Seven Signs You Need to Find a New Therapist
I am always sad to hear of an individual or couple giving up on important help after one or two bad sessions with a therapist. If you are in therapy now or considering it in the future, it is important to not only choose a professional who is the right fit for you, but also change if the therapeutic relationship has come to a natural end. Therapists have personality quirks and are unique in their specific approaches. You deserve one who is qualified to meet your specific needs. Changing therapists is sometimes needed for a variety of reasons.
Here are signs that you may need to consider finding a new therapist:
- Connection is missing.
As with any relationship, a connection between the therapist and client needs to develop. This is important. If you do not feel a professional connection or trust starting to build between you and your therapist after several sessions, it might be good to consider trying someone else.
- No improvement.
Some issues take longer to solve or learn to manage than others do, but there should be some improvement over time. If you see a therapist for several months and do not feel any progress or your situation has devolved, consider a different approach with a different therapist.
- Lack of boundaries.
Your therapist should not talk to you in depth about his or her own personal life or problems and should share nothing personal without an apparent therapeutic purpose. A therapist who wants to have a personal relationship with you – friendship, romance, even just on social media – is showing a lack of appropriate professional boundaries. If you cannot seem to get a word in during your session, you definitely need a new therapist.
If your therapist takes calls or texts during sessions or if they are consistently late or canceling often, it shows that they are not respectful of you or your time. Not only is this rude, but you are paying them for a service. You should expect the full attention of a therapist during your session. If your therapist is clearly distracted, change to someone else.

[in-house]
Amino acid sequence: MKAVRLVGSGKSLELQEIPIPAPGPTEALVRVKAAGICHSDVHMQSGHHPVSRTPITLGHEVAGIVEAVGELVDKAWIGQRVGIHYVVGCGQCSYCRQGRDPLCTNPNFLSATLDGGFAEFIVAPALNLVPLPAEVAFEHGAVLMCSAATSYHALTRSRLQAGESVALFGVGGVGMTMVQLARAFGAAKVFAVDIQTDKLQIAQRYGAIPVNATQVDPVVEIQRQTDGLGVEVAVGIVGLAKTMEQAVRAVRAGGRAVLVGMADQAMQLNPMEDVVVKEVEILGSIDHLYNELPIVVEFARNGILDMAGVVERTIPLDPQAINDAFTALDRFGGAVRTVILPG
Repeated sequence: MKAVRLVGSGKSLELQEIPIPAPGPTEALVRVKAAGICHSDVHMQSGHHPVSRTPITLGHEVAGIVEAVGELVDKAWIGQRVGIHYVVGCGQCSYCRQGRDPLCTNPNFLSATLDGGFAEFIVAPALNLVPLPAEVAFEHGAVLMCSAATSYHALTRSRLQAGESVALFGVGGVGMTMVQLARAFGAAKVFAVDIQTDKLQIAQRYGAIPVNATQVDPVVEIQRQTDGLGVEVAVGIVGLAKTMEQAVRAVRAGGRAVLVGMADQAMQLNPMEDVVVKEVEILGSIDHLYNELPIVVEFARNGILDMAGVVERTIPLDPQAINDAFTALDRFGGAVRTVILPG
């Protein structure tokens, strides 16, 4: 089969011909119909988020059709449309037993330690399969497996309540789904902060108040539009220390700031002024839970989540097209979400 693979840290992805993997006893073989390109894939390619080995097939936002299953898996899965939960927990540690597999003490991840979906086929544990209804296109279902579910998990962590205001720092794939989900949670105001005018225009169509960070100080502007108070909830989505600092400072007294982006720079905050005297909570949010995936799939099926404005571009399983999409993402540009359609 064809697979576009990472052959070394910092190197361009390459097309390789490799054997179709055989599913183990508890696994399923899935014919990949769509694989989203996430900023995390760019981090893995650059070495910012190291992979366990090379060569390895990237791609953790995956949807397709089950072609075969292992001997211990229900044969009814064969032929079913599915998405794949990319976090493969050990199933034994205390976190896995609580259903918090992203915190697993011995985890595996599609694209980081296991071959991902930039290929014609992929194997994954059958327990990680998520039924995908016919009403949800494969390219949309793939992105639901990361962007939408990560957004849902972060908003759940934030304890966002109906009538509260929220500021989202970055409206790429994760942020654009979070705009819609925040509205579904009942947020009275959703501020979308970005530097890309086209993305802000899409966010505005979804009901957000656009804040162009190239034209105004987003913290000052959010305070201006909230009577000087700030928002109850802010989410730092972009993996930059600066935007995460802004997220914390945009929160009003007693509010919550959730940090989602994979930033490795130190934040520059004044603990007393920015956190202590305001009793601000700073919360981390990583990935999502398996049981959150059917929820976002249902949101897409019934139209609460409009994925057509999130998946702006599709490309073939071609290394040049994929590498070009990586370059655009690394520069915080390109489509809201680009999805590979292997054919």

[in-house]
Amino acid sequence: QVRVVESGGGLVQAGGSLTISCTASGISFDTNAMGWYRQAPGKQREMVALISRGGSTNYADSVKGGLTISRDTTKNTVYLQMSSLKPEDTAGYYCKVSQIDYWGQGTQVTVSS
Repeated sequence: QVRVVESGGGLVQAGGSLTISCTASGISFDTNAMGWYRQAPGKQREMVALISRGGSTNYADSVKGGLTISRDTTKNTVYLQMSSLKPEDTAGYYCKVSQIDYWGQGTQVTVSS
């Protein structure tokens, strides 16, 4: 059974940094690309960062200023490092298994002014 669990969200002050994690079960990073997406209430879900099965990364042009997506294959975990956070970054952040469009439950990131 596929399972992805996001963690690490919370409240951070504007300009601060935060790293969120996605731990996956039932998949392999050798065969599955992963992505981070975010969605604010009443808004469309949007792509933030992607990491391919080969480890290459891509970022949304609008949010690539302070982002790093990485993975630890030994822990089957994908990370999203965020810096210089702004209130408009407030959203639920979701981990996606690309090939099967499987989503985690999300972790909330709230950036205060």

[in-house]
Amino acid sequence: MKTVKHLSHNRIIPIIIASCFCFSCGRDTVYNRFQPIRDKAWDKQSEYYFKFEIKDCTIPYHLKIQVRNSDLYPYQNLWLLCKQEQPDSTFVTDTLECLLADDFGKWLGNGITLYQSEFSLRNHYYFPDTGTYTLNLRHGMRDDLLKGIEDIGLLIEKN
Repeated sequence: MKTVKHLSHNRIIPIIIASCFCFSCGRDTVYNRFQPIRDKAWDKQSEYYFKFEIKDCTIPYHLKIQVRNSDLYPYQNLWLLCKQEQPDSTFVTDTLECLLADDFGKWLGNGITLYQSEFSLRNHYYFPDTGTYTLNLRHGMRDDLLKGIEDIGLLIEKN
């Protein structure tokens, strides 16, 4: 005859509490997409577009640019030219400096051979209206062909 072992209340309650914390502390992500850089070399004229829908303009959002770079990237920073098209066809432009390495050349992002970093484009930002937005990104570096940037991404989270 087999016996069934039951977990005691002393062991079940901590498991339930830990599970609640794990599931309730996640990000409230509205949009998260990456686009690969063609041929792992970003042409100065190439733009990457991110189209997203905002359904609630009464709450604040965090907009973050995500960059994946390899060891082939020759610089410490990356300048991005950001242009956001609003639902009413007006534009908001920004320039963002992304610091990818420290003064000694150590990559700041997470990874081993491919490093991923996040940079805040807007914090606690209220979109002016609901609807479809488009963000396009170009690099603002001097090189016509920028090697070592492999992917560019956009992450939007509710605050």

- Feeling shamed and judged.
Feeling guilty because you are doing or have done something that conflicts with your belief system is normal and appropriate. However, therapists are people too and have their own values and belief systems, and these may be in conflict with yours. If you find that your therapist is making you feel ashamed of issues that are not shameful in your belief system, there is a problem. For example, a therapist who judges you for being gay, having had an abortion, or being a person with substance use disorder (in or out of recovery), is out of line. If you feel constantly judged by your therapist, you need a new one.
- Not qualified or a specialist.
Some therapists claim to be able to treat a wide variety of issues and there are those who are truly generalists. But if you have a particular presenting issue that is of concern to you – addiction, gender identity, sexuality, infidelity, childhood trauma, veterans’ issues, etc. – find someone who specializes in your issue. Specialized training, certification and experience will help your therapist best meet your particular needs.
- Trust yourself.
In the end, you need to trust your gut. If you have a bad feeling about a therapist or question their ability, find a new one.